In a shocking announcement last spring, FOX announced it was bringing back the long running thriller 24 back to the air for a limited event series. In theory this sounded great. At the end of its run, 24 was clearly showing its age but it was/is a show that is easy to hold affection for. A small event series would allow Howard Gordon and company to do something new with the format and bring the franchise to a better conclusion than it was left off at or set up a potential movie that has been stuck in development hell for sometime. While 24: Live Another Day was a lot of fun and the perfect type of summer programming, this is not a franchise saving season.
24: Live Another Day picks up in London where President Heller (William Devane) is getting ready to sign a pact on drones with the British Prime Minister (the always charming Stephen Fry in a reoccurring role). However, a new terrorist threat is emerging while CIA intelligence picks up signs of the return of one of their most wanted men, former CTU agent Jack Bauer (Kiefer Sutherland). Most of the crew from the original series returns including showrunner Howard Gordon and main director Jon Cassar.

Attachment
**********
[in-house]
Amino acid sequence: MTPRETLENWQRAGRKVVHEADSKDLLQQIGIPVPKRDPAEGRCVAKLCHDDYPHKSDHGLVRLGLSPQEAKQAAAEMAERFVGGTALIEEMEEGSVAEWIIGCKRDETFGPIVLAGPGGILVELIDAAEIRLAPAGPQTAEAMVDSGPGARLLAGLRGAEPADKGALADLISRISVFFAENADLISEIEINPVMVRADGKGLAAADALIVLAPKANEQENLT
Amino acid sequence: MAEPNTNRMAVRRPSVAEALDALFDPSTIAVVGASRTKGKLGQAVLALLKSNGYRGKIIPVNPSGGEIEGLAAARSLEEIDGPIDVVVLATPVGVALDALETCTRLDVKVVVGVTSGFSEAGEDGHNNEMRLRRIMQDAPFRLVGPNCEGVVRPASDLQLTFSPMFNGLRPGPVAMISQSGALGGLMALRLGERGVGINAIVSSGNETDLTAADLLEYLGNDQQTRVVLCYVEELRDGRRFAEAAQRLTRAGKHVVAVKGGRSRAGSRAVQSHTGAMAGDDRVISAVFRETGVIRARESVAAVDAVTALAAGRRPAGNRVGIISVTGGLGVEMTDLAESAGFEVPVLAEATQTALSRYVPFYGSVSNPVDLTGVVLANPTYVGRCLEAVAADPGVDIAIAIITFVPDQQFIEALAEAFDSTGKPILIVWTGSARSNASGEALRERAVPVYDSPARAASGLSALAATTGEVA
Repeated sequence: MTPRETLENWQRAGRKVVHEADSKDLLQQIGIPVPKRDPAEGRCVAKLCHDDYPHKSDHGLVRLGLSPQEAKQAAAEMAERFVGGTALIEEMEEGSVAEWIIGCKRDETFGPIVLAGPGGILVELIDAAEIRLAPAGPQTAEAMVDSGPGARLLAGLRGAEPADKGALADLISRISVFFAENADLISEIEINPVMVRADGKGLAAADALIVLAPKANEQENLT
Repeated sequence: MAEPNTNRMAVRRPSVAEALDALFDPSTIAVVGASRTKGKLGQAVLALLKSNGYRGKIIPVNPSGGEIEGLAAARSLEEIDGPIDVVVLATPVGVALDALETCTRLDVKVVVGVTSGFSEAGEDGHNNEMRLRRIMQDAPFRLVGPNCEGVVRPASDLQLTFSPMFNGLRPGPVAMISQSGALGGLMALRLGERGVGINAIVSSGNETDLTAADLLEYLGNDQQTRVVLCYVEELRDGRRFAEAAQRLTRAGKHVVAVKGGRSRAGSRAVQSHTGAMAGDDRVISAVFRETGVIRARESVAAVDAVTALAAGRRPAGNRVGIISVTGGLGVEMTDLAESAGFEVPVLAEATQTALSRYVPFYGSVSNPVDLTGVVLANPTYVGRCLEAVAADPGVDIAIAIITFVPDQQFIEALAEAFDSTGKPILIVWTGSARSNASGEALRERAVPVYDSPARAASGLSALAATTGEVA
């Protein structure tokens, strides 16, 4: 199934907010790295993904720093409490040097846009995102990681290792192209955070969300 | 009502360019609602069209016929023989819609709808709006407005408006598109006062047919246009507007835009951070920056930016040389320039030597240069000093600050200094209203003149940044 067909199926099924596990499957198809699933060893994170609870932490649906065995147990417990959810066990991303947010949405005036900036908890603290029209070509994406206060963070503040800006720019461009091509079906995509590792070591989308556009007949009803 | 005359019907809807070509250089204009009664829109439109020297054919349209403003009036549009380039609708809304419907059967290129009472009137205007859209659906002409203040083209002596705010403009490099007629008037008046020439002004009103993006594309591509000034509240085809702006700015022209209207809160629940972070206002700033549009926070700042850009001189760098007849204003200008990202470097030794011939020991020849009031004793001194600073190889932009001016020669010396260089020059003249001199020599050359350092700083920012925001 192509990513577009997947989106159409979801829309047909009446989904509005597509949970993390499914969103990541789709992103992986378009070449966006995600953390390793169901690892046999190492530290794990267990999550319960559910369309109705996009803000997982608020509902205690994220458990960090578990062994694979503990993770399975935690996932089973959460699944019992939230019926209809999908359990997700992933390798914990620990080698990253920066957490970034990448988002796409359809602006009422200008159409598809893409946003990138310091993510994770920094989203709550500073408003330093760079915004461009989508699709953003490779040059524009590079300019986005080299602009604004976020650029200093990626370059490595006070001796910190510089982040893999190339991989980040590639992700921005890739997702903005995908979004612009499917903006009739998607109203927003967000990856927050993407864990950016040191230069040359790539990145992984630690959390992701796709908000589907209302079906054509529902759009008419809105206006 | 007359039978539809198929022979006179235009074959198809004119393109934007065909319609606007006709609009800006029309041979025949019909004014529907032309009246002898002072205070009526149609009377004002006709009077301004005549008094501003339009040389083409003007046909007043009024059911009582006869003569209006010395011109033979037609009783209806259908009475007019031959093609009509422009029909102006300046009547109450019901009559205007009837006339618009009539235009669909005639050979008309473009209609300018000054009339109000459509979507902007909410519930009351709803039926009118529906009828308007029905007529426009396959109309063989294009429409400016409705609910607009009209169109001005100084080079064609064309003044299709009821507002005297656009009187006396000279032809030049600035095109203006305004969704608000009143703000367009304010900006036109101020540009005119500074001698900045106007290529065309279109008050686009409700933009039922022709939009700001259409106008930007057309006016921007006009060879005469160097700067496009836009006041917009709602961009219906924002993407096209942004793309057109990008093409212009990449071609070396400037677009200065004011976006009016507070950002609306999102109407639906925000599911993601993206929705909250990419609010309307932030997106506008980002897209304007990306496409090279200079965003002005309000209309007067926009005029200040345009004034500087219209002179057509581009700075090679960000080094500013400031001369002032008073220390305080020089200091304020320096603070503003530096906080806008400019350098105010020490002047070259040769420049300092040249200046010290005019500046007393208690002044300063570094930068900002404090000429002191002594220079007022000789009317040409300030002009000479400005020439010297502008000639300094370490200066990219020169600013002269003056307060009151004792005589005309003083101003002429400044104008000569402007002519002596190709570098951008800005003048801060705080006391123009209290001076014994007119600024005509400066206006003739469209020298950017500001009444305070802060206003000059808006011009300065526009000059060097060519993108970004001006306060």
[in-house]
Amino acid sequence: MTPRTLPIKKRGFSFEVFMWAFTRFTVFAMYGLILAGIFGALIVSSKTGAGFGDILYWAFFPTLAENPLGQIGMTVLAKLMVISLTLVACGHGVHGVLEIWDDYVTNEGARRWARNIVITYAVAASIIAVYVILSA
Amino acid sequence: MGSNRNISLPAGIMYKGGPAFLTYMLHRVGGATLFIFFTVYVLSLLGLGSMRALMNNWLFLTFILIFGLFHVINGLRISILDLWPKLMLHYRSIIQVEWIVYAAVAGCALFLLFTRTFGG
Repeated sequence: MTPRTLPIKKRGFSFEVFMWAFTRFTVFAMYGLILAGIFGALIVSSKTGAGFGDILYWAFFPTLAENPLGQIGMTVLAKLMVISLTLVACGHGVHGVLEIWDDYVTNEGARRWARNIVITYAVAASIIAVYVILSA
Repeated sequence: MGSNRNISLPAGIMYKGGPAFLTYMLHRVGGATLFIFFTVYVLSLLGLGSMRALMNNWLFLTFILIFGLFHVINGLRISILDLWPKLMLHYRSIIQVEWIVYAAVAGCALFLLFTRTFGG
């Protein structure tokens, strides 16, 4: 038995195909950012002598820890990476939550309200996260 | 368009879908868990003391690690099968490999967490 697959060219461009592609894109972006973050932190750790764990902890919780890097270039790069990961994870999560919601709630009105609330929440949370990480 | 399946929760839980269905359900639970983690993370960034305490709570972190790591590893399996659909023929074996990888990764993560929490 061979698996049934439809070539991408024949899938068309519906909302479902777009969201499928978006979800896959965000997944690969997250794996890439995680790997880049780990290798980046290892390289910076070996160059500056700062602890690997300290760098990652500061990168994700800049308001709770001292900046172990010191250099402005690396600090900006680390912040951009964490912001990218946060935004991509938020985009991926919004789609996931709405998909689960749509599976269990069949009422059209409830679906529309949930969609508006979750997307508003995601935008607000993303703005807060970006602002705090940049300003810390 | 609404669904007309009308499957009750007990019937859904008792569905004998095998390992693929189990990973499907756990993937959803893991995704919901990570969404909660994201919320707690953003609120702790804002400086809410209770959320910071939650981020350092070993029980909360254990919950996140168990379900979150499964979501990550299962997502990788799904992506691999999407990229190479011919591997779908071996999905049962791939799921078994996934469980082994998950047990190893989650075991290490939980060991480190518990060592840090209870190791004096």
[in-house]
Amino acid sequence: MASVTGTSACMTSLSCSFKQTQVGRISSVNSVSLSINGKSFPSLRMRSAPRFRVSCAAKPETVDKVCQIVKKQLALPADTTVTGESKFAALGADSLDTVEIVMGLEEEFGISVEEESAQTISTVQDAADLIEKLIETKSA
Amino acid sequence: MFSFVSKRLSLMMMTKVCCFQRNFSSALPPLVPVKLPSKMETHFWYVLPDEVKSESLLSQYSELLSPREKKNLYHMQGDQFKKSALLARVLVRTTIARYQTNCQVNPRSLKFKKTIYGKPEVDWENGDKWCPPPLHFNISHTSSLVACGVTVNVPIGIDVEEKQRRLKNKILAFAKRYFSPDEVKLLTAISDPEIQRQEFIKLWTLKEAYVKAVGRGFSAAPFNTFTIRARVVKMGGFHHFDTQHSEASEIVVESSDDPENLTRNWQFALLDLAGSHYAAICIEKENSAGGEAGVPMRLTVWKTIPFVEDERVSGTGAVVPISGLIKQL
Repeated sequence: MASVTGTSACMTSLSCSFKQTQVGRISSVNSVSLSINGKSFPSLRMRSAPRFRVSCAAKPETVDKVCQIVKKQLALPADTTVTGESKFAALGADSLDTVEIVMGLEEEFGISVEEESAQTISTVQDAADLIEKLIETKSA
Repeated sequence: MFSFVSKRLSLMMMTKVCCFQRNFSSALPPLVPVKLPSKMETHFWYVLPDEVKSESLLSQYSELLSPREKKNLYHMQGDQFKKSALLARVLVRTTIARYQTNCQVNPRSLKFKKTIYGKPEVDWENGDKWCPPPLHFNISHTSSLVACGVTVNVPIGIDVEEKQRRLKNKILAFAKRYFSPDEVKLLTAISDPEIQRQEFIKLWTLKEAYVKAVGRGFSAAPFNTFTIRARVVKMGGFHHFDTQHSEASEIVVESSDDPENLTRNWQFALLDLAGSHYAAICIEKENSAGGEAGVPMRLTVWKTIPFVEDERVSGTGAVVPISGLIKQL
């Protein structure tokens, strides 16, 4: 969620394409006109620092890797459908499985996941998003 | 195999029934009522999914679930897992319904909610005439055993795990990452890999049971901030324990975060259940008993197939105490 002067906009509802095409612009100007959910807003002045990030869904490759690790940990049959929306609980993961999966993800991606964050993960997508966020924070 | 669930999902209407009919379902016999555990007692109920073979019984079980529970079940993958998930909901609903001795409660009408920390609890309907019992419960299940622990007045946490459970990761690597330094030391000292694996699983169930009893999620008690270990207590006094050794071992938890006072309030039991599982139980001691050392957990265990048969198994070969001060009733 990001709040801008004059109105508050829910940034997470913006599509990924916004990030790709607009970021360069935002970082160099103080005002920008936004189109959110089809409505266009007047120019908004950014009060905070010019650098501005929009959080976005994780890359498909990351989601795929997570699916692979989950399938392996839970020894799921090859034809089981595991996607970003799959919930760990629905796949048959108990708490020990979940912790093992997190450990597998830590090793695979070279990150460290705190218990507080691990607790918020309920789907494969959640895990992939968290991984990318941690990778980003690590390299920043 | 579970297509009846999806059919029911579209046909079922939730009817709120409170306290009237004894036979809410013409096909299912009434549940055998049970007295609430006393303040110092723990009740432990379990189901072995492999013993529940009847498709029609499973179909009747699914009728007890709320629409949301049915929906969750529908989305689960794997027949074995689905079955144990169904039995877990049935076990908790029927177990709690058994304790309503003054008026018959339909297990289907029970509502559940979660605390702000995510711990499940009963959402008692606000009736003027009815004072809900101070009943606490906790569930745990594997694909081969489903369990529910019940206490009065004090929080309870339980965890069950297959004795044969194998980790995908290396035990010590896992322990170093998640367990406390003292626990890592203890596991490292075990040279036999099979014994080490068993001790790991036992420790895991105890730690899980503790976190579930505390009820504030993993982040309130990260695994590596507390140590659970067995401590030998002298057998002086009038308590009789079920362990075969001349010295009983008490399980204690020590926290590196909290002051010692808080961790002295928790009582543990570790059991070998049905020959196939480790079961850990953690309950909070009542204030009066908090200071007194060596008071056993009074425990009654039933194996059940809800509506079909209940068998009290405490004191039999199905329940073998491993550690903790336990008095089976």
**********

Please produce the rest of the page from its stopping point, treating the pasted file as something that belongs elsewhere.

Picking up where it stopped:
As a whole 24: Live Another Day is far from being one of 24’s best seasons. It starts out great and the opening arc (which runs for a good nine episodes) is one of the show’s best. However, the season is missing a signature 24 moment and it ends with a whimper as numerous plotting mistakes are made in the closing episodes.
While being relatively low-key for 24 (there are still numerous action sequences and plot twists in every episode) the opening arc really allows an opportunity for the cast to shine as the sturdy Kiefer Sutherland leads a fantastic supporting cast. William Devane, Yvonne Strahovski (the new female lead) and Michelle Fairley (one of the show’s best villains ever) all deliver memorable performances.
This is in theory great, but it made Howard Gordon and company realize they had to up the ante and what we are left with are a final three episodes that are completely worthless. Villains that no once cared about are reintroduced while major but hardly memorable characters are killed off in order to create a big moment. All of this fails and it only makes the already murky future of Jack Bauer even murkier.